It used to be that buying a new home was simple. You went to the bank and asked for the money. It seemed that they were practically doing back flips for first time home buyers to have the finances they needed to get into a home. Then everything changed. Now lenders have tightened up what they have set as criteria and for those who were hopeful to get into a property it became nearly impossible to get a mortgage that was not only affordable, but also did not require the 20 percent deposit.
Stricter credit scoring the new norm
In addition to this, the credit scoring that is now taking place is also much more strict for the higher Loan to Values (LTVs), which has left many applicants who would otherwise be viable candidates without assistance.
As a result the market for mortgage has slowly seen a steady increase in the lenders who are willing to offer a higher end LTV product. This has been a big help to those who are genuinely need to borrow but have small or limited deposits.
Targeting first time buyers
Although lenders are starting to give the impression that they want to give more opportunity to the first time buyer, there does seem to also be a shadow hanging over the industry. Lenders are taking heed to what has taken place in the market as a whole and are attempting to lend in a more responsible way.
To achieve both of these ends lenders have devised products that more specifically target first time buyers by giving them a jump start without the necessity of a large down payment. Through this there have been some success with needing lower amounts for deposits, smaller fees for applications, and a leniency for using funding that is family-backed. Overall this has helped to improve the number of mortgages for first time buyers.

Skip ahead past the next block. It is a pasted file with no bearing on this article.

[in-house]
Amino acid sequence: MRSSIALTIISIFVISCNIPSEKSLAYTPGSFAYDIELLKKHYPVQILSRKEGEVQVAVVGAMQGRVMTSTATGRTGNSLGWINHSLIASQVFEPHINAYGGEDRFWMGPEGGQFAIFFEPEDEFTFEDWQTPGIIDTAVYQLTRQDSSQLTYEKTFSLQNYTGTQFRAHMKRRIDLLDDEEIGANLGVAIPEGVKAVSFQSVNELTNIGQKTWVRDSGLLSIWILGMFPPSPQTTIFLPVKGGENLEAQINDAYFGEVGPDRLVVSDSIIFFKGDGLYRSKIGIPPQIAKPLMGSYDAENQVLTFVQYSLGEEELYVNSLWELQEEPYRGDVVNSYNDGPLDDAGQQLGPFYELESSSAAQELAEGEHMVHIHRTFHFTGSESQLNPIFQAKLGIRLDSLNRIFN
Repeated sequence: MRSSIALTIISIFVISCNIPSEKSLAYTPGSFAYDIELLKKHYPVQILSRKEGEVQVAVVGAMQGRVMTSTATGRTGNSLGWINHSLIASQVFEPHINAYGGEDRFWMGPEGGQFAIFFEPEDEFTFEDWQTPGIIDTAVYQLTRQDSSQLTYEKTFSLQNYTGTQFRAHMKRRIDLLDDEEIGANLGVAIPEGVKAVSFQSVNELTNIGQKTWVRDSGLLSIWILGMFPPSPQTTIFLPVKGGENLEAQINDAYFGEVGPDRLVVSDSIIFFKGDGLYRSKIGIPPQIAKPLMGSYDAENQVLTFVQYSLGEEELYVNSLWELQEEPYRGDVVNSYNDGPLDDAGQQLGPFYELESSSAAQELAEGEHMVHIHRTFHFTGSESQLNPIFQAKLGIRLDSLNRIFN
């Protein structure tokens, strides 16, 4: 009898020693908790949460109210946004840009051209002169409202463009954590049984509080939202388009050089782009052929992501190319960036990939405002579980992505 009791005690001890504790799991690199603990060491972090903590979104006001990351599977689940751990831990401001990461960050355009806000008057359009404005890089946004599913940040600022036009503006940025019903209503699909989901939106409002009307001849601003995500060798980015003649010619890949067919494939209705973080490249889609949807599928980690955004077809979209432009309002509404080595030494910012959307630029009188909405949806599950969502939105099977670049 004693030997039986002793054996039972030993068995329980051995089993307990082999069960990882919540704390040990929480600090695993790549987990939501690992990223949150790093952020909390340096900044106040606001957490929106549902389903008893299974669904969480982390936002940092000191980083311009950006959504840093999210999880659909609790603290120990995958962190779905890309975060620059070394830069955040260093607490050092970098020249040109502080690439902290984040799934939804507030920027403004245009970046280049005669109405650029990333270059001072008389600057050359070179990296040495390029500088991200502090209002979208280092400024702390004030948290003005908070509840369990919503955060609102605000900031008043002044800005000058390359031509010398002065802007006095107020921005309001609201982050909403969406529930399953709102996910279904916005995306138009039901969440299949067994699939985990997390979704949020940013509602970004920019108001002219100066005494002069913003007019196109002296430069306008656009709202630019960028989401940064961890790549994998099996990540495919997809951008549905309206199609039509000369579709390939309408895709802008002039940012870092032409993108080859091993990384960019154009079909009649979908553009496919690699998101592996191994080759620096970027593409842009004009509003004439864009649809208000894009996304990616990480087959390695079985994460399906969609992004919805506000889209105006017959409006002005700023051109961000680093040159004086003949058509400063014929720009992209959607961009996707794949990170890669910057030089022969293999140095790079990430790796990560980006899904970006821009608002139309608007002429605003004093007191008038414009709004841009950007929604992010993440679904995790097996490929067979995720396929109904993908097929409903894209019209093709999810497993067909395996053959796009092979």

Sales up in spite of stricter lending standards
Despite all of this in February the industry saw a 21 percent decrease in the purchasing of homes, with just below 47,000 being sold. January saw a two year high of 57,728. Although there are other factors that may have effected this number, such as a rush of first time buyers attempting to beat the March deadline, it was also a significantly lower number of first time buyers in February in comparison to January, where nearly a quarter of those sales were made by this sector.
Another factor is the tightening of the Home Ownership and Equity Protection Act (HOEPA). Although most of the significant changes will effect mortgages that are higher and include interest rates that are raised because of a poor credit or small down payment, there are new requirements that focus on the lender taking a closer look at how the borrower will be able to repay the loan. This means that there will be more scrutiny of the income to debt ratio and there is now a more diligent look at real documentation of assets and income.
Although it continues to be a challenging process, and lenders are open but are being more closely watched, lending is still happening. The market is on a slow but steady climb, and it will ultimately take borrowers working more carefully to get into a new home. Nothing appears to be off limits in regard to what lenders may ask for, so it will take true diligence on the borrowers part to ensure they and get qualified.